1 of 1 people found this review helpful

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    5 out of 5 stars
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    4 out of 5 stars

Not a typical spy thriller

We've been spoilt by other novels of this genre: the typical page turners with their twists amd turns. This novel, unlike the typical approach to a world war thriller-mysteries, instead uses what seems like like a well researched historical approach. Instead of relying on circumstantial situations to liven up the story, the author was able to enthrall her readers with just expressing feeling through writing. The situation the protagonist was in was easy to identify with and was not unbelievable amd exaggerated

1 of 1 people found this review helpful

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excellent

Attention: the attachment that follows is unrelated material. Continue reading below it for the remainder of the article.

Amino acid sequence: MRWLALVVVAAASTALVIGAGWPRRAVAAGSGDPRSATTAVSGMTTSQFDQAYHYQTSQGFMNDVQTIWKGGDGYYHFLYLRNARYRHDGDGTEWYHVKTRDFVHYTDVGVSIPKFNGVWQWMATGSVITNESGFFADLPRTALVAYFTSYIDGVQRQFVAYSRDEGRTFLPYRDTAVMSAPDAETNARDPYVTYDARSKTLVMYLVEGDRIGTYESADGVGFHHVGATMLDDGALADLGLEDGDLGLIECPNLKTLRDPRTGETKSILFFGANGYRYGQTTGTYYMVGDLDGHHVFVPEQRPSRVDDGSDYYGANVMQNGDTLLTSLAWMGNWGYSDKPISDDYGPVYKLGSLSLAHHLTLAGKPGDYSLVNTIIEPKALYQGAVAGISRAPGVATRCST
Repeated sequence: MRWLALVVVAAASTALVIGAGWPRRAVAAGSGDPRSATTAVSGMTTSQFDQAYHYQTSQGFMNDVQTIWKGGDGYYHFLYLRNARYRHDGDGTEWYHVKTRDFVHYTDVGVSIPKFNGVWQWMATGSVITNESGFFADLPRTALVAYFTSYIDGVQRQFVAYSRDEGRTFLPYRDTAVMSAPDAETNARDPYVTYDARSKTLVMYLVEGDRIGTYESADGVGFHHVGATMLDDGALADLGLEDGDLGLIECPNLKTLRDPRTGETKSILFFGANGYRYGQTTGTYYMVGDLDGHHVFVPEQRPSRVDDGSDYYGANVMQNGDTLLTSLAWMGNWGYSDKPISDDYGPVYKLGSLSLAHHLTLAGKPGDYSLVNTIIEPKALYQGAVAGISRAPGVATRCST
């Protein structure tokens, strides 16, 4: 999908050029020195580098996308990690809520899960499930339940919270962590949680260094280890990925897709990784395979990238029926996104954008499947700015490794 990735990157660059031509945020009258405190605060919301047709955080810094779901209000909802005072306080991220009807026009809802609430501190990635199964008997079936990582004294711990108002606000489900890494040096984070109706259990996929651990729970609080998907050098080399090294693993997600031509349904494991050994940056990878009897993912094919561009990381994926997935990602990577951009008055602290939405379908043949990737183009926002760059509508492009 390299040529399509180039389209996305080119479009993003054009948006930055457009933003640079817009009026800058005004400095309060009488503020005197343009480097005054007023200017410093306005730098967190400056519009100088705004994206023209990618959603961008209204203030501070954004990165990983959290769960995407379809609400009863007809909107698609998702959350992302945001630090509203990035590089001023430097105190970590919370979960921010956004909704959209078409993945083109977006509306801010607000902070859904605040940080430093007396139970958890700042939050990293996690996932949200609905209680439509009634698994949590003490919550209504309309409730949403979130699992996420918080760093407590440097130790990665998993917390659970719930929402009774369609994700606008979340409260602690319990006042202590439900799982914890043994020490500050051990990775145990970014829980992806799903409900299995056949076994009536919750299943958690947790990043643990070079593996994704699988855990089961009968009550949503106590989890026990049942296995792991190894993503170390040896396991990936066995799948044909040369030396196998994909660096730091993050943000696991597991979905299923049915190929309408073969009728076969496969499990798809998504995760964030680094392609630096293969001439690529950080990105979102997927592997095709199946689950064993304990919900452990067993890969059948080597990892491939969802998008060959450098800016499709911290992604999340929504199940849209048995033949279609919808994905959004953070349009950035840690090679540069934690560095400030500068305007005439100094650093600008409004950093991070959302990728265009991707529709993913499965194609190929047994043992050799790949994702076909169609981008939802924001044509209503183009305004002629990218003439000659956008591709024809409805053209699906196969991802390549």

When I wasn't listening to it, I was thinking about it!! if it were hard copy, I wouldn't have been able to put it down!!

1 of 1 people found this review helpful

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  • DMD
  • 2019-06-26

Terrific Story

This was such an enjoyable novel. I was gripped with the stories of Eve and Charlie from the very beginning. The story alternates between Eve's memories during WW1 of her time in "The Alice Network", a network of female spies, and Charlie's time during 1947 as she meets Eve and begins searching for her dear cousin Rose who went missing during WW2.

As the two meet and begin the search for Rose they embark on a journey of kinship and transformation filled with Eve's courageous tales and the ghosts that haunt her. Definitely a book worth reading.

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  • Marie
  • Arlington, TN, United States